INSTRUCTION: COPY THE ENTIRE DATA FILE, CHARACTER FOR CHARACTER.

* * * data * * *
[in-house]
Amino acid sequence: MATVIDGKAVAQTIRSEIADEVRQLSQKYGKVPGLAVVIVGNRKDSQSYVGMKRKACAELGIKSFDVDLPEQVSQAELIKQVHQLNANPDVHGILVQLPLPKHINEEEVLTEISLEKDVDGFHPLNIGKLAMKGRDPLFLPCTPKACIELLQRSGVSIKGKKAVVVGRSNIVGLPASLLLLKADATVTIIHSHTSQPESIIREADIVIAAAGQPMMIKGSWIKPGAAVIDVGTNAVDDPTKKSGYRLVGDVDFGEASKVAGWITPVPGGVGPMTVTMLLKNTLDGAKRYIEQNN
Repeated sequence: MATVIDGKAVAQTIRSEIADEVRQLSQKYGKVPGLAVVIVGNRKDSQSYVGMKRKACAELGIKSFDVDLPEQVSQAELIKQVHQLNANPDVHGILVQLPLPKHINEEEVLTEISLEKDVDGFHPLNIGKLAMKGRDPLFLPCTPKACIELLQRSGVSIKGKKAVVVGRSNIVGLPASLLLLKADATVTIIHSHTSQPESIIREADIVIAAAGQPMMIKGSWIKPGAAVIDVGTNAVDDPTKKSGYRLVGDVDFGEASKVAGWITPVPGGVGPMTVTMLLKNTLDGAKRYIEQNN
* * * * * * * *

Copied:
[in-house]
Amino acid sequence: MATVIDGKAVAQTIRSEIADEVRQLSQKYGKVPGLAVVIVGNRKDSQSYVGMKRKACAELGIKSFDVDLPEQVSQAELIKQVHQLNANPDVHGILVQLPLPKHINEEEVLTEISLEKDVDGFHPLNIGKLAMKGRDPLFLPCTPKACIELLQRSGVSIKGKKAVVVGRSNIVGLPASLLLLKADATVTIIHSHTSQPESIIREADIVIAAAGQPMMIKGSWIKPGAAVIDVGTNAVDDPTKKSGYRLVGDVDFGEASKVAGWITPVPGGVGPMTVTMLLKNTLDGAKRYIEQNN
Repeated sequence: MATVIDGKAVAQTIRSEIADEVRQLSQKYGKVPGLAVVIVGNRKDSQSYVGMKRKACAELGIKSFDVDLPEQVSQAELIKQVHQLNANPDVHGILVQLPLPKHINEEEVLTEISLEKDVDGFHPLNIGKLAMKGRDPLFLPCTPKACIELLQRSGVSIKGKKAVVVGRSNIVGLPASLLLLKADATVTIIHSHTSQPESIIREADIVIAAAGQPMMIKGSWIKPGAAVIDVGTNAVDDPTKKSGYRLVGDVDFGEASKVAGWITPVPGGVGPMTVTMLLKNTLDGAKRYIEQNN